19 JUNE 1953, Page 22

Such is The Soldier

The Chronicle of Private Henry Metcalfe. Edited by Lieut.-General Sir Francis Tuker. (Cassell. 10s. 6d.)

THE vices and the virtues of the ordinary man are displayed in the most emphatic way by that quickly-forgotten hero, the common soldier. The finest of human qualities, and also the most ignoble or brutish, have always accompanied and intensified the manifold aspects of warfare—a statement which may now be extended to the entire population of belligerent countries. In this little book we have the plain though exceedingly vivid record of a fine soldier and a good man; one of whom it could well be said, in the words of his editor, that he, was "unhampered by any silly complex." Bravery and simplicity, without sophistication or brag or the flurries and worries of literary endeavour, often produce (when the occasion is adequate) a sense of realism and immediacy which is not always to be found in more accomplished writing.

These are the qualities which give the chronicle of Henry Metcalfe its peculiar distinction. In him the virtues of the good soldier are profusely present. He does not boast; his grumblings are mitigated with pleasantry; his perils are related with cool precision—sometimes gravely, but more often with touches of unstudied manly humour. As a supplementary account of the siege of Lucknow and its more personal horrors, this document is without a rival. Here, as in all such narratives, we have the jesting with death, the firm resolve to be unshaken, the steadiness which can observe blandly that "he was accommodated with a round shot right in the head" or "this poor individual . . . received the usual pill in the head"—his comrade remarking, "It serves you jolly well right, you confounded ass," and then bursting into tears. And' so at Agincourt, at Ramillies, at Malplaquet; so at the Somme and Alamein; our British battles, in victory or defeat, have been fought by these courageous, obstinate and simple men ; not lusting for glory, but only mindful of doing their duty in the field, neither seeking nor fearing death, and accepting the faults of their leaders with reasonable though sardonic generosity. (Here, for example, Private Metcalfe, well aware of Lawrence's fatal blunder at Chinut, forgets the disaster and warmly commends the General—after his death—as "a gallant soldier and a true Chris- tian.") .Those who read this extremely moving and inspiring narrative will find how little the nature of close fighting has changed in its essential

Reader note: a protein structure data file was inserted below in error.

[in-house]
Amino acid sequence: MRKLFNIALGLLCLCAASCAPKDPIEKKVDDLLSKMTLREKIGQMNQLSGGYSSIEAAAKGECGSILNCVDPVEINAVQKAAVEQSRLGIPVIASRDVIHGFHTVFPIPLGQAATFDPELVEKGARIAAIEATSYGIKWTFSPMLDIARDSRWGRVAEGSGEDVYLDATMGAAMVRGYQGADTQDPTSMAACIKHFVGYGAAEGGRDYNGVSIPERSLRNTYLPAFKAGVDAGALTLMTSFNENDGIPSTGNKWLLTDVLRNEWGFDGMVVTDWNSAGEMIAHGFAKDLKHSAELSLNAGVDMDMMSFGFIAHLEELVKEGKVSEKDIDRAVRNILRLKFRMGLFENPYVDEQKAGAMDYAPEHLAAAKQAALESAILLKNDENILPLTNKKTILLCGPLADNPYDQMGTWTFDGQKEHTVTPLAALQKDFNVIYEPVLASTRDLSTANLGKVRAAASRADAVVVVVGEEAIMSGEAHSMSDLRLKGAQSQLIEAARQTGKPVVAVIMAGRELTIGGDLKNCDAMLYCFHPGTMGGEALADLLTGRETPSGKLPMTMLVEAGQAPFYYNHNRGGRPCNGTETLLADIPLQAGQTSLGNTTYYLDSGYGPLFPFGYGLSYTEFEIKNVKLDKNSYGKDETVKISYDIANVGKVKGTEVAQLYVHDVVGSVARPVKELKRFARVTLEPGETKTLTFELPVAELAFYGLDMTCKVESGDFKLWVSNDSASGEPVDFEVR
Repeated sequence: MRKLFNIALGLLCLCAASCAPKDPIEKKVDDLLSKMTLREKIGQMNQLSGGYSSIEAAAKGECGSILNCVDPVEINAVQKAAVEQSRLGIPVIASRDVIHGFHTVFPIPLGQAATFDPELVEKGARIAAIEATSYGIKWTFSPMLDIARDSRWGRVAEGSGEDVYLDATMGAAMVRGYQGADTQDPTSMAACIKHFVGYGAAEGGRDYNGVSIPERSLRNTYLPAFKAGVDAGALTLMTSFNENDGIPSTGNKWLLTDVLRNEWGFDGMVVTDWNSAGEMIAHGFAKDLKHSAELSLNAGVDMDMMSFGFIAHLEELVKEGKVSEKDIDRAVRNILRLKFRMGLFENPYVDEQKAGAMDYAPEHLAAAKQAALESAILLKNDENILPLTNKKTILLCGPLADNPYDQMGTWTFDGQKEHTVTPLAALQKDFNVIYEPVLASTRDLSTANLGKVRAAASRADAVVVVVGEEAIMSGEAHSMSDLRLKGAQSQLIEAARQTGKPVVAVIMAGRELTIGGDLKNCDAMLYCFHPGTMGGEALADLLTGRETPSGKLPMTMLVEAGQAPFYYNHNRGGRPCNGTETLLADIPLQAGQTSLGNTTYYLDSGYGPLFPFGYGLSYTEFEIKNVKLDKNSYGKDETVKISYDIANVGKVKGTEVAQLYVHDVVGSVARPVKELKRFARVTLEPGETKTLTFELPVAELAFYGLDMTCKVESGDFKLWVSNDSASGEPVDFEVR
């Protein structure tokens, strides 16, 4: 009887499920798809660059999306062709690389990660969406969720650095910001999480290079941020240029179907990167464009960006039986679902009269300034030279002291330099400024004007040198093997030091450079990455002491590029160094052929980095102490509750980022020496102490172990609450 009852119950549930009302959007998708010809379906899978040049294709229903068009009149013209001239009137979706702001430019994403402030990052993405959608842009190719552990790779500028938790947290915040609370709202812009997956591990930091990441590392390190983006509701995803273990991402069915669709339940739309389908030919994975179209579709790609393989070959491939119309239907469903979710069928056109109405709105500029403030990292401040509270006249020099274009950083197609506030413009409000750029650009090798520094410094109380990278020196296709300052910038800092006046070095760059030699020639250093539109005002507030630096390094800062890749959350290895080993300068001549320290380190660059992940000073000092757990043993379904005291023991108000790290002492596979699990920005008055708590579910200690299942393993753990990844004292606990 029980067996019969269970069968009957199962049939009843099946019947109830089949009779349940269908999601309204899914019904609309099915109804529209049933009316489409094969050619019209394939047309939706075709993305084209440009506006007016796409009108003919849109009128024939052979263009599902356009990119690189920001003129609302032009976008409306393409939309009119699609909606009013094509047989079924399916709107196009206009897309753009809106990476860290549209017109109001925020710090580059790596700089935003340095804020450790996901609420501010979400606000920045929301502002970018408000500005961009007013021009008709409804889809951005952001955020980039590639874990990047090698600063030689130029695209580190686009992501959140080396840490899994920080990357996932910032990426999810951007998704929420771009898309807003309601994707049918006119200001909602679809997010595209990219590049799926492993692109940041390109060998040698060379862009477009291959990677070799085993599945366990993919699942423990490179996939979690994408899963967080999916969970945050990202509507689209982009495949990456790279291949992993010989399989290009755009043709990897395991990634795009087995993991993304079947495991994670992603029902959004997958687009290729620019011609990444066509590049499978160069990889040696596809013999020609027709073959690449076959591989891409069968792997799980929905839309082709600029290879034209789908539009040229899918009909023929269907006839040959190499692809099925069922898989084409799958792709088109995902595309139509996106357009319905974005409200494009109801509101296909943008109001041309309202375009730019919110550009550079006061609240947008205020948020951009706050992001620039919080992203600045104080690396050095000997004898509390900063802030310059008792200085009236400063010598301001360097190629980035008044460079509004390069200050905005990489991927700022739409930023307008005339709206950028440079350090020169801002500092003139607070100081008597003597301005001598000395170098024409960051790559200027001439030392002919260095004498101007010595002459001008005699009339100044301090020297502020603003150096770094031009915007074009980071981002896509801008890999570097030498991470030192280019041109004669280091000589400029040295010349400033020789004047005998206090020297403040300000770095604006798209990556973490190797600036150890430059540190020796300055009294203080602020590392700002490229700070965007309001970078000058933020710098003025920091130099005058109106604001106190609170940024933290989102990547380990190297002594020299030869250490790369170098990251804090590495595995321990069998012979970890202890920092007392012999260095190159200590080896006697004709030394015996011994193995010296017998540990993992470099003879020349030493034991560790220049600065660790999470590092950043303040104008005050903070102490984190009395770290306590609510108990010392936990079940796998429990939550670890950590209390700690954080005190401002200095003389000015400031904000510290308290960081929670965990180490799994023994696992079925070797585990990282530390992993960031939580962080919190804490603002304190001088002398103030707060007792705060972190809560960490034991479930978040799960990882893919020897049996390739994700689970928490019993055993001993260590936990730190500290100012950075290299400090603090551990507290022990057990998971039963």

features. Here are snipers, mines and counter-mines, hand grenades, and mortal encounters with the bayonet. And here is the grim vigilance, the soldier's mystid awareness of the enemy's movements even 'when the enemy is unseen and unheard; all infantrymen have known, at one time or another, this curious and harrowing experience. The soldier, Private Metcalfe shows very- clearly, has ho illusions about his relapse in public esteem when the battles are over; he knows that he and his comrades are "live lumber," briefly feted and soon forgotten. "Such is the soldier," he says, "and such is the grateful public also." .

Metcalfe wrote without the resources of literacy, but his record is hrne that will now be preserved among the most enthralling documenti of military history, worthy (although so short) of comparison with Rifleman Harris and Private Wheeler. The book has been well edited by Lieut.-General Sir Francis Tuker, and there is a foreword by Field-Marshal Sir William Slim. It will be read with delight by all those who find in the character of the good infantryman something